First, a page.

Please use this identifier to cite or link to this item: https://hdl.handle.net/10356/144809
Title: Targeted inhibition of purine metabolism is effective in suppressing hepatocellular carcinoma progression
Authors: Chong, Yong Chun
Toh, Tan Boon
Chan, Zhiling
Lin, Quy Xiao Xuan
Thng, Dexter Kai Hao
Hooi, Lissa
Ding, Zhaobing
Shuen, Timothy
Toh, Han Chong
Dan, Yock Young
Bonney, Glenn Kunnath
Zhou, Lei
Chow, Pierce
Wang, Yulan
Benoukraf, Touati
Chow, Edward Kai-Hua
Han, Weiping
Keywords: Science::Medicine
Issue Date: 2020
Source: Chong, Y. C., Toh, T. B., Chan, Z., Lin, Q. X. X., Thng, D. K. H., Hooi, L., . . . Han, W. (2020). Targeted Inhibition of Purine Metabolism Is Effective in Suppressing Hepatocellular Carcinoma Progression. Hepatology Communications, 4(9), 1362–1381. doi:10.1002/hep4.1559
Journal: Hepatology communications
Abstract: Tumor-specific metabolic rewiring, acquired to confer a proliferative and survival advantage over nontransformed cells, represents a renewed focus in cancer therapy development. Hepatocellular carcinoma (HCC), a malignancy that has hitherto been resistant to compounds targeting oncogenic signaling pathways, represents a candidate cancer to investigate the efficacy of selectively antagonizing such adaptive metabolic reprogramming. To this end, we sought to characterize metabolic changes in HCC necessary for tumorigenesis. We analyzed gene expression profiles in three independent large-scale patient cohorts who had HCC. We identified a commonly deregulated purine metabolic signature in tumors with the extent of purine biosynthetic enzyme up-regulation correlated with tumor grade and a predictor of clinical outcome. The functional significance of enhanced purine metabolism as a hallmark in human HCC was then validated using a combination of HCC cell lines, patient-derived xenograft (PDX) organoids, and mouse models. Targeted ablation of purine biosynthesis by knockdown of the rate-limiting enzyme inosine-5'-monophosphate dehydrogenase (IMPDH) or using the drug mycophenolate mofetil (MMF) reduced HCC proliferation in vitro and decreased the tumor burden in vivo. In comparing the sensitivities of PDX tumor organoids to MMF therapy, we found that HCC tumors defined by high levels of IMPDH and guanosine nucleosides were most susceptible to treatment. Mechanistically, a phosphoinositide 3-kinase (PI3K)-E2F transcription factor 1 (E2F1) axis coordinated purine biosynthetic enzyme expression, deregulation of which altered the activity of mitogen-activated protein kinase/RAS signaling. Simultaneously abolishing PI3K signaling and IMPDH activity with clinically approved inhibitors resulted in greatest efficacy in reducing tumor growth in a PDX mouse model. Conclusion: Enhanced purine metabolic activity regulated by PI3K pathway-dependent activation of E2F1 promotes HCC carcinogenesis, suggesting the potential for targeting purine metabolic reprogramming as a precision therapeutic strategy for patients with HCC.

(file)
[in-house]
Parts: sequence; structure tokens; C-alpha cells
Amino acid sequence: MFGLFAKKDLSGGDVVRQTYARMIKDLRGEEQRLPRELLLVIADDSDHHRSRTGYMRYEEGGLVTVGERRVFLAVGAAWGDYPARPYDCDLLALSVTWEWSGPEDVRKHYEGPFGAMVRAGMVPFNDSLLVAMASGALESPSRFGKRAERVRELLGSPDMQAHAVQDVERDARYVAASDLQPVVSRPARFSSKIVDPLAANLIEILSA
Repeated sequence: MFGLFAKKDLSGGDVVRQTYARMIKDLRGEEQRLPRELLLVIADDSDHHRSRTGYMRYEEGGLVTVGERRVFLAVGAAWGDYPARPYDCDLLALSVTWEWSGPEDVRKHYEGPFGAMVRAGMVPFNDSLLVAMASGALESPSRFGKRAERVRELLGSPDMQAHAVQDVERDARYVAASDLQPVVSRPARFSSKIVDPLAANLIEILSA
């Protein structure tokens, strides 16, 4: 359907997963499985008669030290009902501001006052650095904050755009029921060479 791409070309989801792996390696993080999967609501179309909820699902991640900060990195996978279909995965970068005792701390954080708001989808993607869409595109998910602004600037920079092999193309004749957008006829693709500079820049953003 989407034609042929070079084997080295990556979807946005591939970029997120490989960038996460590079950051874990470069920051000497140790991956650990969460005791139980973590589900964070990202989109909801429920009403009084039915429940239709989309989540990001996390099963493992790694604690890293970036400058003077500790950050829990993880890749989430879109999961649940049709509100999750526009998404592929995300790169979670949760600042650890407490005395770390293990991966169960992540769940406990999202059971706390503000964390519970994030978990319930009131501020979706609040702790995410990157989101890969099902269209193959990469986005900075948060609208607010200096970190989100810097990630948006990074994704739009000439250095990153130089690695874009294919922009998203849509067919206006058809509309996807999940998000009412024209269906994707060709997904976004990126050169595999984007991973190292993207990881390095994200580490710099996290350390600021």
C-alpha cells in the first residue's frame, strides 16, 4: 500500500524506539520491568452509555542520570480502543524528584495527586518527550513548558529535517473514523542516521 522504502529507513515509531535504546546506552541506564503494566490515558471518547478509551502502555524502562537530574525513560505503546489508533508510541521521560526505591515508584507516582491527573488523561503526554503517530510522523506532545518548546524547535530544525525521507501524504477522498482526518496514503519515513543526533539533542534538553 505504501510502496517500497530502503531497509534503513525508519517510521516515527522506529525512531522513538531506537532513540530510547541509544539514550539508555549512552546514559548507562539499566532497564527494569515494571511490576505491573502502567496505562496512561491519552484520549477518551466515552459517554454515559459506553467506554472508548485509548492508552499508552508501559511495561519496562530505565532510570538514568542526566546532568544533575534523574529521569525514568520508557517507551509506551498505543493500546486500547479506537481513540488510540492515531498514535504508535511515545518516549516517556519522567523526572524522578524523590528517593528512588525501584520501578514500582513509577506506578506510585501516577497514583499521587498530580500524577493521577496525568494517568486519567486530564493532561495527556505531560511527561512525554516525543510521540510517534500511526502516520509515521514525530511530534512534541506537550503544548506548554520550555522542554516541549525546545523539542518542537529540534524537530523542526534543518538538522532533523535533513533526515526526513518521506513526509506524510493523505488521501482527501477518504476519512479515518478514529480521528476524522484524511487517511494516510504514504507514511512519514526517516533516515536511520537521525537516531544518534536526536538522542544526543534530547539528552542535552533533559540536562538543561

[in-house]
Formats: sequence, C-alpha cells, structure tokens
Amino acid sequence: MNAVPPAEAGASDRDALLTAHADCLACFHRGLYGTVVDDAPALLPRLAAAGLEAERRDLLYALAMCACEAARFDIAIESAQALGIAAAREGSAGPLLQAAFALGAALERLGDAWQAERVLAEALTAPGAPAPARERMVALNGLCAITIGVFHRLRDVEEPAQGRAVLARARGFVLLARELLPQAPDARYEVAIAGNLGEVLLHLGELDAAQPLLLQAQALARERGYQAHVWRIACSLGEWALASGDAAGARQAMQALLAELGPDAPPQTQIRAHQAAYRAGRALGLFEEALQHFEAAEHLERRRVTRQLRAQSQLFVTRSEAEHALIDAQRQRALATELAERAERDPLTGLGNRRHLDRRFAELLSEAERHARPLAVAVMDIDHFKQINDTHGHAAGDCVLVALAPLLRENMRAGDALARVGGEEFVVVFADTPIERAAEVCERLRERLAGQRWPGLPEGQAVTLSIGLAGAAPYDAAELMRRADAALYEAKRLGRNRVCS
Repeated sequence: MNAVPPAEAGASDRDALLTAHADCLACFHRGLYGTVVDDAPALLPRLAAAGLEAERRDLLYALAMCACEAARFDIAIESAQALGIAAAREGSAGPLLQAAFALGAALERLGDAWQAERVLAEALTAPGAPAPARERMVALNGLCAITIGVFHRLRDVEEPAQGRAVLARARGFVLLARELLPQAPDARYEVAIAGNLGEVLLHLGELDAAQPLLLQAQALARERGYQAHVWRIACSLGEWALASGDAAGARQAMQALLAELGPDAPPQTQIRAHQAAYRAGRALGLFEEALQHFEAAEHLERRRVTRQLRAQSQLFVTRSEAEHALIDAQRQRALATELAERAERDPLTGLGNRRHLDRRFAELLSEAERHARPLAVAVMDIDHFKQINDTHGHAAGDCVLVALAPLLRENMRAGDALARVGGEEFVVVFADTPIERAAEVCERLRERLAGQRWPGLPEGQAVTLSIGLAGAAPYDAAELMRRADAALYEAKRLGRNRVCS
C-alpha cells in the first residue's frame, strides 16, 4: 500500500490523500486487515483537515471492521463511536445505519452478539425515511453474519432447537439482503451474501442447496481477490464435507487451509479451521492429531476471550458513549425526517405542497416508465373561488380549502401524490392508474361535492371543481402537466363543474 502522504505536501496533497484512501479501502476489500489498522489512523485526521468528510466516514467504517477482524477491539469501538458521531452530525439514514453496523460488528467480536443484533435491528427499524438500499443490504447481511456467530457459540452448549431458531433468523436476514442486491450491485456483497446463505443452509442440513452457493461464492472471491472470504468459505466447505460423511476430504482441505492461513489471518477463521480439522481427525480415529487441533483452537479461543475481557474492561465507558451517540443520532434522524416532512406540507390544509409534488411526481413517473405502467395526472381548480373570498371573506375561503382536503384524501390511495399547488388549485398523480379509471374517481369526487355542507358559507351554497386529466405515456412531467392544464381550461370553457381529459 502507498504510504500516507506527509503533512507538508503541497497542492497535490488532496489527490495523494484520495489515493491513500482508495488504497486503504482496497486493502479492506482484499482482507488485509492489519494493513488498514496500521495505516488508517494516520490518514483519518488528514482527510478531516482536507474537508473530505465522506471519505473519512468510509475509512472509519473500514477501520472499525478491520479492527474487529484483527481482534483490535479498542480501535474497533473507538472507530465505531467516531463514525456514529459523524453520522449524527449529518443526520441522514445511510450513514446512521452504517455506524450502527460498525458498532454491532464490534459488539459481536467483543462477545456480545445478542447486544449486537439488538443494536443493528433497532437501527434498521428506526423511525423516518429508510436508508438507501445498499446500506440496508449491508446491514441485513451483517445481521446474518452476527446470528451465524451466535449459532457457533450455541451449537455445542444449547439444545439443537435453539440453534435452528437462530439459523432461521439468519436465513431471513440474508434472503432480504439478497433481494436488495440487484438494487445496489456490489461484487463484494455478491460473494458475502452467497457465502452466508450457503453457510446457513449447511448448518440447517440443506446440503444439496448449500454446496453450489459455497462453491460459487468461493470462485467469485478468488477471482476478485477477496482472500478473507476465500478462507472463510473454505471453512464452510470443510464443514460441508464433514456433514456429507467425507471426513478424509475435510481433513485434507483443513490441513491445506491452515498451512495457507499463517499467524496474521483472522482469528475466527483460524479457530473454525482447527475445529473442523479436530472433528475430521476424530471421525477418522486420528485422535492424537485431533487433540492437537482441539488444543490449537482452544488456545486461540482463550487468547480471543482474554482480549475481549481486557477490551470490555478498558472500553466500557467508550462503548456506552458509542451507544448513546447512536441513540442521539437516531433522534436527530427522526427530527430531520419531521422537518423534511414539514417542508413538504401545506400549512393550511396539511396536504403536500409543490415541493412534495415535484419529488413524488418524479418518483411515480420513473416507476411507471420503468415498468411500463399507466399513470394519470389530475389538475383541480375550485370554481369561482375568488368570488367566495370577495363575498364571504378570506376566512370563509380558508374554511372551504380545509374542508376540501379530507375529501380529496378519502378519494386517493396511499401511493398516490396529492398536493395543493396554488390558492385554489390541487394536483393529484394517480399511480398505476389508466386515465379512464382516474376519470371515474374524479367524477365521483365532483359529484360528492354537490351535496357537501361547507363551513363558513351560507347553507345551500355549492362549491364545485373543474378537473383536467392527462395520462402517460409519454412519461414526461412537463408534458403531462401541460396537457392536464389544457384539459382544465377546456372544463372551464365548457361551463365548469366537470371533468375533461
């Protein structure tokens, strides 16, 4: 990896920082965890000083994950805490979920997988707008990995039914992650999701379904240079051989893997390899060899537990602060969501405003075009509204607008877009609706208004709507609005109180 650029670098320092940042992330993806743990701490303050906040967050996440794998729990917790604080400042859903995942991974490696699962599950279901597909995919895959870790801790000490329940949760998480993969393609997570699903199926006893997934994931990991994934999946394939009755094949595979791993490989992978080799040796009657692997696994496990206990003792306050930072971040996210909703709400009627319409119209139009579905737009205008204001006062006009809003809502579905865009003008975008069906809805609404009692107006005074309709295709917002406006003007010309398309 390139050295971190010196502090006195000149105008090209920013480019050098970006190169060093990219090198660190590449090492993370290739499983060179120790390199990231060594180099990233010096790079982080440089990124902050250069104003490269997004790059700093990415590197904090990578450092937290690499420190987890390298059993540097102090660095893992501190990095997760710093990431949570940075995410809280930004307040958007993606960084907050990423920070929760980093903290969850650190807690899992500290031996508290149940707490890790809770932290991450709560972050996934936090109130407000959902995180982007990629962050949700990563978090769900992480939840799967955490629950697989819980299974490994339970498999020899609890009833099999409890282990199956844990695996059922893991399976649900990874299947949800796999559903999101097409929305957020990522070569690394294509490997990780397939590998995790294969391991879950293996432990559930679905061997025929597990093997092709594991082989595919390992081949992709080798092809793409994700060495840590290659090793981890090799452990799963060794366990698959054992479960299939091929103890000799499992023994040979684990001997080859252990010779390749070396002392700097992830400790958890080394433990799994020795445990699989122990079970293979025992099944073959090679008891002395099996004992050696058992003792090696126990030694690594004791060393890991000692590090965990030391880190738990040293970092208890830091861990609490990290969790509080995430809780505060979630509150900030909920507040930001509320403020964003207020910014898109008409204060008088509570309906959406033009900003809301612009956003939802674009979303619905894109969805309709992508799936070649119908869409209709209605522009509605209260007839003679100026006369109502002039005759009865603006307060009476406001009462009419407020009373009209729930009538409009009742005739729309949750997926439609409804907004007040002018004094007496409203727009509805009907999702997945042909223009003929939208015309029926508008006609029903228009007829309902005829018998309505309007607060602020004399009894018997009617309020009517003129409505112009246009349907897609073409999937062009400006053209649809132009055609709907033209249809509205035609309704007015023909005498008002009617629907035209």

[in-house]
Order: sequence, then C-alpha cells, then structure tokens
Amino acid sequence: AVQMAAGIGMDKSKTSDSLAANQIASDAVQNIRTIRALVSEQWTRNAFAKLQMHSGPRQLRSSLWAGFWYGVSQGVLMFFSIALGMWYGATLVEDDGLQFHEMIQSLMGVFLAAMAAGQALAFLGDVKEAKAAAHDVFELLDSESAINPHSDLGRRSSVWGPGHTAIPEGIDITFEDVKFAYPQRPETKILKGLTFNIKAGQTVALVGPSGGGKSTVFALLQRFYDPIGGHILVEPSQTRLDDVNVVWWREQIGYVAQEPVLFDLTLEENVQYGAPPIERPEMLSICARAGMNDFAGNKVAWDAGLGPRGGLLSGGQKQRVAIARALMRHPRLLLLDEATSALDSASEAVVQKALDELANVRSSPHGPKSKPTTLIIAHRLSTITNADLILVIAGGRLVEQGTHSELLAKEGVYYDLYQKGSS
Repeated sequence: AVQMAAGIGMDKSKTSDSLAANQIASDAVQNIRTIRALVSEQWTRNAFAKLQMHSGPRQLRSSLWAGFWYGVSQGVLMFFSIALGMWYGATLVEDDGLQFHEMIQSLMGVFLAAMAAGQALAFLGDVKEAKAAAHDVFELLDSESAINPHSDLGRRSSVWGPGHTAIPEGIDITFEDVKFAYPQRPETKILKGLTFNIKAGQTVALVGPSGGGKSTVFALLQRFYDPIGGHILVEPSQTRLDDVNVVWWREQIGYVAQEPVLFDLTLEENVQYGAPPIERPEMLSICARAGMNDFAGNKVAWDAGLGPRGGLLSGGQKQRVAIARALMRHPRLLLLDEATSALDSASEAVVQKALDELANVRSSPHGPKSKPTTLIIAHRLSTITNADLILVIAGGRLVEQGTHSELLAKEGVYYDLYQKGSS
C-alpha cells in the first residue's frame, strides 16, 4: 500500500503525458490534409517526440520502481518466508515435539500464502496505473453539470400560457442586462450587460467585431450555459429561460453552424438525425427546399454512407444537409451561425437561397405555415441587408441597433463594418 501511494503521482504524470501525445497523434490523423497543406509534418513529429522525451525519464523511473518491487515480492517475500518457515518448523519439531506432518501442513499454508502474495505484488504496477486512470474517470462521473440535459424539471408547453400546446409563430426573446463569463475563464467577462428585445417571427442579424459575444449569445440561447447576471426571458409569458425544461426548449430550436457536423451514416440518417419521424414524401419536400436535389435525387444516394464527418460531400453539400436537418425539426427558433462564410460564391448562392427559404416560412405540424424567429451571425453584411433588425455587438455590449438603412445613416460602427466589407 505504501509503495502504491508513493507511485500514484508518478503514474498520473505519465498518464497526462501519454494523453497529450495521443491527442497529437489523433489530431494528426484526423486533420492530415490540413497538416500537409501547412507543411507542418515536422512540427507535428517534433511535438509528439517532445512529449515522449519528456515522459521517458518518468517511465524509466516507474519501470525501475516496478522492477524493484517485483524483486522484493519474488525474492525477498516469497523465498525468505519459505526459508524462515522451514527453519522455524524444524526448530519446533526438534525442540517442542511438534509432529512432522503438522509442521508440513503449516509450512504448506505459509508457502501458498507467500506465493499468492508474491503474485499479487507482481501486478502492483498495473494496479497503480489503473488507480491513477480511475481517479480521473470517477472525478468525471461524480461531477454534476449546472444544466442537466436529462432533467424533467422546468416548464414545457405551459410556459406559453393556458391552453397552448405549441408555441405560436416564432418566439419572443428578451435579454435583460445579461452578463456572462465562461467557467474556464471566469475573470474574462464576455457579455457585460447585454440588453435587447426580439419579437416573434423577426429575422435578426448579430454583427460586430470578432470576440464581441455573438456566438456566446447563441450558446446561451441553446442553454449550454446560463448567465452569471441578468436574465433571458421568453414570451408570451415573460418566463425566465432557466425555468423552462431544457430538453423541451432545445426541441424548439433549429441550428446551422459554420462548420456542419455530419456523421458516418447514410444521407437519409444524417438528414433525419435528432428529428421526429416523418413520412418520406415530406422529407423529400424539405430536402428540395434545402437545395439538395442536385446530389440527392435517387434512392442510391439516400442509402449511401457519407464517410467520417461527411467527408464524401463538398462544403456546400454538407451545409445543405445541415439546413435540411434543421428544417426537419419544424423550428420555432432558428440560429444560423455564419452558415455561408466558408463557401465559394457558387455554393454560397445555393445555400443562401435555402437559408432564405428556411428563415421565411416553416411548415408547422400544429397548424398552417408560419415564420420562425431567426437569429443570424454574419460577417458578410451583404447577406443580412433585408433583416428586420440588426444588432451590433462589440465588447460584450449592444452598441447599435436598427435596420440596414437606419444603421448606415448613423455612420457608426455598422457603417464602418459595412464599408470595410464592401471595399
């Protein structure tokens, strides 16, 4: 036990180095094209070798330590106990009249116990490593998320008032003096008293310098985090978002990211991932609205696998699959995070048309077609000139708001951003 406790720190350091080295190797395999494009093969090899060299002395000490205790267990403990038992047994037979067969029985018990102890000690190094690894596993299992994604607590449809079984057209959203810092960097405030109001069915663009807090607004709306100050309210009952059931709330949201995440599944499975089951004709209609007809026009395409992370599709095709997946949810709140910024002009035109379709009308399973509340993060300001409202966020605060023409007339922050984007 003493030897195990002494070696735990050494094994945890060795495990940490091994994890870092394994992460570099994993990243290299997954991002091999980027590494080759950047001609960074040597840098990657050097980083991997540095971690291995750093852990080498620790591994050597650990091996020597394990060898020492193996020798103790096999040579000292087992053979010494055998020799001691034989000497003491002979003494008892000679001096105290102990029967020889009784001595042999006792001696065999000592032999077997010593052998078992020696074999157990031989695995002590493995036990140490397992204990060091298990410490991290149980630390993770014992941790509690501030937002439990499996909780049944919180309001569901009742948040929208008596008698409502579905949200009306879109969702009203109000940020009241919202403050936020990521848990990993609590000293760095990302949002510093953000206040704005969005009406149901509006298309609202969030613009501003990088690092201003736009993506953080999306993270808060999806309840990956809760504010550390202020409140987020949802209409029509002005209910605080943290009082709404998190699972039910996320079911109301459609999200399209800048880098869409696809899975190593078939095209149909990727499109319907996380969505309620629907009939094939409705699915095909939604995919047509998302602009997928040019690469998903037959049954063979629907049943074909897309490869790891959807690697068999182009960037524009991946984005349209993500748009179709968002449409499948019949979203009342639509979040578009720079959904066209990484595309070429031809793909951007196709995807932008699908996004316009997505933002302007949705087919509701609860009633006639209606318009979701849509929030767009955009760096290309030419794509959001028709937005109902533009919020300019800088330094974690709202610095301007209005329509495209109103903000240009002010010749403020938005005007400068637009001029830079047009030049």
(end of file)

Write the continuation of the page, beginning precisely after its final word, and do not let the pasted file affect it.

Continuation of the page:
URI: https://hdl.handle.net/10356/144809
ISSN: 2471-254X
DOI: 10.1002/hep4.1559
Rights: © 2020 The Authors. Hepatology Communications published by Wiley Periodicals LLC on behalf of American Association for the Study of Liver Diseases. This is an open access article under the terms of the Creative Commons Attribution‐NonCommercial‐NoDerivs License, which permits use and distribution in any medium, provided the original work is properly cited, the use is non‐commercial and no modifications or adaptations are made.
Fulltext Permission: open
Fulltext Availability: With Fulltext
Appears in Collections:LKCMedicine Journal Articles

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